Got questions? We’ve got answers!

*If you can’t find the answer to your question here, just reach out to us!

General Questions

Q: Who should enter this contest?

A: Writers of all ages, backgrounds, and experience levels (educators, parents, students, and beyond!)


Q: Who am I writing for?

A: Teens and young adults, ages 10 and older, who are struggling or striving readers. You’re writing to create “just-right” books for these readers: books that are interesting and relevant to teens and young adults, but which use approachable language and formatting.


Q: How many stories can I submit?

A: You may submit as many stories as you’d like within the contest submission period.


Q: Can I submit one story to multiple award categories?

A: Yes. You can submit the same story to as many different categories as is relevant to your content. You may also submit multiple stories to the same category.


Q. How do I identify which category I’m submitting for? I don’t see options besides “fiction” and “nonfiction.”

A. When submitting your story, include the category(ies) you’ve chosen in the Title line, following the title of your work. See the submissions process for more information.


Q: Can I use my own illustrations and photography?

A: Yes. Please be sure to use your own images or images from open-source, free-for-commercial-use platforms (ex. Pixabay.com).


Q: Will my story be published in the Story Shares library even if I don’t win?

A: Yes, as long as our panel of judges deem it adheres to our guidelines.


Q: How will I be notified if I win?

A: You will receive an email.


Q. How do I submit?

A. First, sign up here. Then, write your story offline (in Microsoft Word), and be sure to adhere to our guidelines. When complete, label your story - in the title line - with the category it's for. Return to the submissions page to upload your Word document, and click submit. For more details, you can view the submissions process here.


Q. Who’s judging my story?

A. We have an amazing panel of judges, filled with authors, educators, and entrepreneurs who are sending ripples across the literacy field. You can learn more about them here* (*judge page coming soon!)


Q: Do stories need to be written in English?

A: Yes.


Q: My story is longer than the word limit found in your guidelines. Can I still submit?

A: The goal is for these stories to be accessible, and for this, the format and length are crucial. If your submission is slightly longer than the 15,000 word limit for the Diversity and Character-Based categories, it will still be considered. However, for a greater chance of winning, we recommend you go back through to remove unnecessary words and elements. If it is much longer, you could also consider breaking it into a two-part series. *For the Texas Award, stories must adhere to the word limit: between 1,000 and 2,000 words.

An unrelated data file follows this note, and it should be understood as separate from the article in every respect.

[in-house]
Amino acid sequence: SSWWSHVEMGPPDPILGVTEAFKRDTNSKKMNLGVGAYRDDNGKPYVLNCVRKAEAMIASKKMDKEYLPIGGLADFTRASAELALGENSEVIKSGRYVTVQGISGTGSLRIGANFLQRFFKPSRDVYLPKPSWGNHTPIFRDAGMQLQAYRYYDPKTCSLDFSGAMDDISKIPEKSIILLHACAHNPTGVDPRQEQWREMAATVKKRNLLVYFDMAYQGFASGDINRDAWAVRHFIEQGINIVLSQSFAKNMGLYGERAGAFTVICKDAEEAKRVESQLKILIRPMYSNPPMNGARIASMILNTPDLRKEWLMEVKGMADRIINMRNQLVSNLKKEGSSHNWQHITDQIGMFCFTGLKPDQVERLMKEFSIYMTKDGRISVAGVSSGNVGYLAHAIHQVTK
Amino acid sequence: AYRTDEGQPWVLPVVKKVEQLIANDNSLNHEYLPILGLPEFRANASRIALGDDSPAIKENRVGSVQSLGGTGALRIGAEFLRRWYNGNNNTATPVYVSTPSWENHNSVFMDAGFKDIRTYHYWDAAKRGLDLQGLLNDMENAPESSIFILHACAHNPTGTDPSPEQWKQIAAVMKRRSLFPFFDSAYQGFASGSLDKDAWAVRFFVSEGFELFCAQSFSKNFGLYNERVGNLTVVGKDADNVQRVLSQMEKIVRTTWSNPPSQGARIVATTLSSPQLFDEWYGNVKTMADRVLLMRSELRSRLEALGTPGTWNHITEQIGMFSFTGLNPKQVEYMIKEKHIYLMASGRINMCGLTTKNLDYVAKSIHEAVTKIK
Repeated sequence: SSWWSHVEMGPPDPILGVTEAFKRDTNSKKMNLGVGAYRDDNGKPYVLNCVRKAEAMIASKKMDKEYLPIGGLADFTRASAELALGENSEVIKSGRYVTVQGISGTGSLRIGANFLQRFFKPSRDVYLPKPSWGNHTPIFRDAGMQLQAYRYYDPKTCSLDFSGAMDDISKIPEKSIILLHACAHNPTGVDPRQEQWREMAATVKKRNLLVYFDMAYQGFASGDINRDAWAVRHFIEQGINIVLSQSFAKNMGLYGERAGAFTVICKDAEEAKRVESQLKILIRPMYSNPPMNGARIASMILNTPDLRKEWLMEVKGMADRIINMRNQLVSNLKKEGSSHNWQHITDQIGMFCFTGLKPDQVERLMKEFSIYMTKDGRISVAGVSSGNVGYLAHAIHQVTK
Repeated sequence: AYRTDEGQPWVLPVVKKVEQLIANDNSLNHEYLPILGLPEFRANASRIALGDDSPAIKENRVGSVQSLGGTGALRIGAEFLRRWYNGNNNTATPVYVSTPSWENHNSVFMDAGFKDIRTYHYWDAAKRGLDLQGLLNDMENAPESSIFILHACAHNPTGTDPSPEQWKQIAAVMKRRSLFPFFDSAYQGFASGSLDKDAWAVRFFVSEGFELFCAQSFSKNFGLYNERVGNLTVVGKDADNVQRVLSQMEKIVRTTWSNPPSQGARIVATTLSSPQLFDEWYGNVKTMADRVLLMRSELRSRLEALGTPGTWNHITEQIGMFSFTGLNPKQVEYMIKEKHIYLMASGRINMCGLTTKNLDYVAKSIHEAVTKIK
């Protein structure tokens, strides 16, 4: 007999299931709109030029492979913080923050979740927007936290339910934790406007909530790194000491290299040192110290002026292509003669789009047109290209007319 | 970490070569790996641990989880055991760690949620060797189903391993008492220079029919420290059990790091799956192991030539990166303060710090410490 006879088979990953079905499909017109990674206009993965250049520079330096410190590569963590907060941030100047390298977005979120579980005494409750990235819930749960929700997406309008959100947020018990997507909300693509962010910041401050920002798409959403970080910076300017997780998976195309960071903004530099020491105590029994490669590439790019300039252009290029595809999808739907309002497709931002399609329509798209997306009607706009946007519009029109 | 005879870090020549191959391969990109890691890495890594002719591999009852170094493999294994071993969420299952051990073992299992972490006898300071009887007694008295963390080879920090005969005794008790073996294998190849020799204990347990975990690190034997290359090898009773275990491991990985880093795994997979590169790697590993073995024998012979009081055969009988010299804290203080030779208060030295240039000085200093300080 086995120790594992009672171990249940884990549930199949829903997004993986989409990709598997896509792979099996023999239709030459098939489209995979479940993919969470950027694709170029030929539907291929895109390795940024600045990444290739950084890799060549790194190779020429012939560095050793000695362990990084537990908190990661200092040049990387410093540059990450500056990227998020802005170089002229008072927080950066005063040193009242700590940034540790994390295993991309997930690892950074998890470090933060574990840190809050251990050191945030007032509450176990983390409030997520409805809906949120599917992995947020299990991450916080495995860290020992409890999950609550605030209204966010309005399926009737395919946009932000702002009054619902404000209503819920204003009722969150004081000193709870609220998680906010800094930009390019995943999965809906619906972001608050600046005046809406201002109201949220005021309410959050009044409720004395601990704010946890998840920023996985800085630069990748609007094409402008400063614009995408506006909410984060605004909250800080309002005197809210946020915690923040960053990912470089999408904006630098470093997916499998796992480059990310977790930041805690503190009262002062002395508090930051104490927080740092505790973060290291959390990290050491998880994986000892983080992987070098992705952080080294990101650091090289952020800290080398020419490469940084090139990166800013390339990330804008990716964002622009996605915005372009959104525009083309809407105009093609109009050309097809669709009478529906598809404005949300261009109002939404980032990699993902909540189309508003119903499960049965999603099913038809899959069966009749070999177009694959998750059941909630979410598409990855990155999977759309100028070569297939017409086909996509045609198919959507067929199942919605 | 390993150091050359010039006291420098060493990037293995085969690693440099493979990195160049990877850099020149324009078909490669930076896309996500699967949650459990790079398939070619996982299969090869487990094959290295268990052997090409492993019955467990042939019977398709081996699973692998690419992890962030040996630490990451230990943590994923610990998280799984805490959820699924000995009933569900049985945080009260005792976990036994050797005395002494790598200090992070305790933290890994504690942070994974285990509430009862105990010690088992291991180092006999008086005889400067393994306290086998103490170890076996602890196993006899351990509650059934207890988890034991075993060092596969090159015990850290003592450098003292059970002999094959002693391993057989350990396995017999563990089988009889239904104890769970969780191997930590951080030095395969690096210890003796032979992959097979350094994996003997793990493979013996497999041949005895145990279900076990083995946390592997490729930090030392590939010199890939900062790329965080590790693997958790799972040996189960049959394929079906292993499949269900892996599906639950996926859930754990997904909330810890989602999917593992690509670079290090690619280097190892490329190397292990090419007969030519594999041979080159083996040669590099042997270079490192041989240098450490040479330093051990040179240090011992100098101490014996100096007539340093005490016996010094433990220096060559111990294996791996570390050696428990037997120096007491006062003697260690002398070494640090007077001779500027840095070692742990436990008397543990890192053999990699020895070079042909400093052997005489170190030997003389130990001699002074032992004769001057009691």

Q: I’m a teacher and would like my students to participate. Can they?

A: Yes! In fact, many of our previous contest finalists were students.


Q: I’ve never written a story in my life. Should I still try?

A: Absolutely. We’ve been told by many of our authors (who’ve gone on to write several books) that Story Shares is where their writing journeys began. You’ll be surprised what you’re able to do if you set your mind to the task and your pen to the paper!


Q: Can I enter if I am not a resident of the United States?

A: Yes, as long as your country of residence does not have laws that prohibit it. Find more details in our Official Rules.


Q: I submitted my story weeks ago and the status still says “pending.” When can I expect an update?

A. We receive a very large number of submissions per contest and are unable to guarantee a response to your submission before our September 10th announcements.


Q. My story was not accepted into your library at this time. Can I submit another story?

A. Absolutely.


Q. Am I eligible to enter if I have won previous contests?

A. Yes! We’d love to read more of your work.


Guideline Questions:


Q: What should I write about?

A: A subject that you know well (or have researched) that has appeal to a wide audience of teens/adults. We’ve provided tips, prompts, and  inspiration for our award categories here.

  • Texas Award: find detailed ideas and guidance for the Texas category  here.